The aim of the project is to examine the technical and organizational conditions that need to be met to secure the feasibility of electronic waste recycling. Working on behalf of a project group led by the Swiss Federal Laboratories for Materials Science and Technology (EMPA) and the Institute of Environmental and Process Engineering (UMTEC), EBP provided support in the analysis of the ecological impact associated with the recovery and primary extraction of indium and neodymium based on Life Cycle Analysis.
Electronic waste has been collected and recycled in Switzerland for around 20 years. While base and precious metals are recovered from more than 120,000 tons of electronic waste every year, efforts are typically not made to re-channel critical metals such as indium and rare earths back into the materials cycle. In addition to a lack of information and economic incentives, there are also straightforward technological reasons for this. After all, the metals that are used in products such as flat screens and earphones are often present in no more than minute concentrations.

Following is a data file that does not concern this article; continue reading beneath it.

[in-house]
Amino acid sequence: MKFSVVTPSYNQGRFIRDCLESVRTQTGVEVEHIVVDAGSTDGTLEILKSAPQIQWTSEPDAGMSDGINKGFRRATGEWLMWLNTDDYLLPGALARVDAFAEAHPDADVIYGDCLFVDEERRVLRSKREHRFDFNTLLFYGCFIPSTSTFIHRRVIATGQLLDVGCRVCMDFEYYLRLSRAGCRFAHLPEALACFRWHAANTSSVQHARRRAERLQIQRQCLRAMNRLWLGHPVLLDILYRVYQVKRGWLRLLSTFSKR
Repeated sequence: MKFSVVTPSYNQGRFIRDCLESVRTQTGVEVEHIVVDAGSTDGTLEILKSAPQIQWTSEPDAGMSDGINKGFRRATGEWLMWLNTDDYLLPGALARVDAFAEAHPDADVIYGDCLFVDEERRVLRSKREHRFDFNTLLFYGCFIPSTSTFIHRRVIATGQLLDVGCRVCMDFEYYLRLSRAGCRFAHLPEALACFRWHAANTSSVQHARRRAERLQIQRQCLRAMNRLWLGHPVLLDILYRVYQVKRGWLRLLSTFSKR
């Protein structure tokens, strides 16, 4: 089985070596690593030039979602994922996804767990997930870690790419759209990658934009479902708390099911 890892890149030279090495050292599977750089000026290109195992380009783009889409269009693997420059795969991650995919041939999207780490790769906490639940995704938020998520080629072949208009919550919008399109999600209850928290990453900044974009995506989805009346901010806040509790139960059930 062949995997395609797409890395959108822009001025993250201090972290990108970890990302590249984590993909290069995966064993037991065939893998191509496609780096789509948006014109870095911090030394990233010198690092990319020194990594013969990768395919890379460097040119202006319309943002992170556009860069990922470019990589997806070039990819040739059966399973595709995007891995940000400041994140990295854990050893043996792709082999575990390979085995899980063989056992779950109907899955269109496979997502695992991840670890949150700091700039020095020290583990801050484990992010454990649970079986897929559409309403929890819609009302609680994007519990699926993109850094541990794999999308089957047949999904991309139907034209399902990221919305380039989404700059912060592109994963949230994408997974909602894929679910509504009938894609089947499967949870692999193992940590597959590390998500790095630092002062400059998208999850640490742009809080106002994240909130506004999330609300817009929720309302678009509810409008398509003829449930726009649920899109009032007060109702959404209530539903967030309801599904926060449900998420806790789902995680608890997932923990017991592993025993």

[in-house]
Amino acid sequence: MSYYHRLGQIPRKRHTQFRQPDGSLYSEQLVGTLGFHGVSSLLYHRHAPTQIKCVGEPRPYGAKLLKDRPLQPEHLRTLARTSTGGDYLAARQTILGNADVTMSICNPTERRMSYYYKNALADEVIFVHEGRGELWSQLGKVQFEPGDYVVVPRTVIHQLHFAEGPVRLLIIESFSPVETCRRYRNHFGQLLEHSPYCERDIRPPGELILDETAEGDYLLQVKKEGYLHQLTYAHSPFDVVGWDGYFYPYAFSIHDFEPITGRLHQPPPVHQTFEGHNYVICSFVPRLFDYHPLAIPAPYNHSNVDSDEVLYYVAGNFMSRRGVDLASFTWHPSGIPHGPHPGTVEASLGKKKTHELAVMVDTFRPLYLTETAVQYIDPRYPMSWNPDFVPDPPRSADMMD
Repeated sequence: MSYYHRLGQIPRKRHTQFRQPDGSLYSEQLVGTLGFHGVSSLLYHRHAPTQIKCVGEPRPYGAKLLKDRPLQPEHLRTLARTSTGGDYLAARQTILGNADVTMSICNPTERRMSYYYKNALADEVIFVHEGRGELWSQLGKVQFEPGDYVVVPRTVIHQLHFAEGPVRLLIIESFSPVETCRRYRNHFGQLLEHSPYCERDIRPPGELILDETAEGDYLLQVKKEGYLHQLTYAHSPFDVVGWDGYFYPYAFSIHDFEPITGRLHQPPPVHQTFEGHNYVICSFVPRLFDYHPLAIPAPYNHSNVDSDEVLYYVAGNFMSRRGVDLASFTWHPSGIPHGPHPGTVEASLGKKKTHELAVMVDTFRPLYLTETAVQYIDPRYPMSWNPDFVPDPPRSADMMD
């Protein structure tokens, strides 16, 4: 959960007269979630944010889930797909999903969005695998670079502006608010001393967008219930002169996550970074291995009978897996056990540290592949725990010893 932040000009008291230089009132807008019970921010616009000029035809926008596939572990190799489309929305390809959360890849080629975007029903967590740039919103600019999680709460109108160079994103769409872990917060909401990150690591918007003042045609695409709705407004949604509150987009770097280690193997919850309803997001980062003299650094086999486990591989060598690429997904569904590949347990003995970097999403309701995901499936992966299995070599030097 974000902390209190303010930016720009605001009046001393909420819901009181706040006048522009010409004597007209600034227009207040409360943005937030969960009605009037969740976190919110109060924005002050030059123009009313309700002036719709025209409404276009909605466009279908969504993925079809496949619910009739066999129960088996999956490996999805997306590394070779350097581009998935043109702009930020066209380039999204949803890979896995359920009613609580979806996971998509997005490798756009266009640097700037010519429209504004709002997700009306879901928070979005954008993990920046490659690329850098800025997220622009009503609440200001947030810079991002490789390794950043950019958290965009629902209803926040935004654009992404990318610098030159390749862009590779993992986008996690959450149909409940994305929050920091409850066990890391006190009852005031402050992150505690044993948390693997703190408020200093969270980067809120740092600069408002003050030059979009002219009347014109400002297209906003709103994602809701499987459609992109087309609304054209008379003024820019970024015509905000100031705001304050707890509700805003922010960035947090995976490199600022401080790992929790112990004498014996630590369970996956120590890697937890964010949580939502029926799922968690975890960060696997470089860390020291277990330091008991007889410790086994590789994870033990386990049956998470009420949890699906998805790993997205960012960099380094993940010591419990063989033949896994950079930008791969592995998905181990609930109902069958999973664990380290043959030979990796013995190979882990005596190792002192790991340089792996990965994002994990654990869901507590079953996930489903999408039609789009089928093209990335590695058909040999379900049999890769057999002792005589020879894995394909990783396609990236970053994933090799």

In the framework of the e-RECMET project, indium and neodymium were used to examine the ecological impact of recovering critical metals from electronic waste. The project was conducted by a consortium consisting of EMPA, the Swiss University of Applied Sciences in Rapperswil and EBP. EBP’s role in the project was to compare the ecological impact of recovery and primary extraction. The results of the comparison show that, depending on the particular processes used, the ecological impact of recovering both indium and neodymium from electronic waste is lower than or equal to primary extraction. Final Report PDF (only available in German).
Dr. Andy Spörri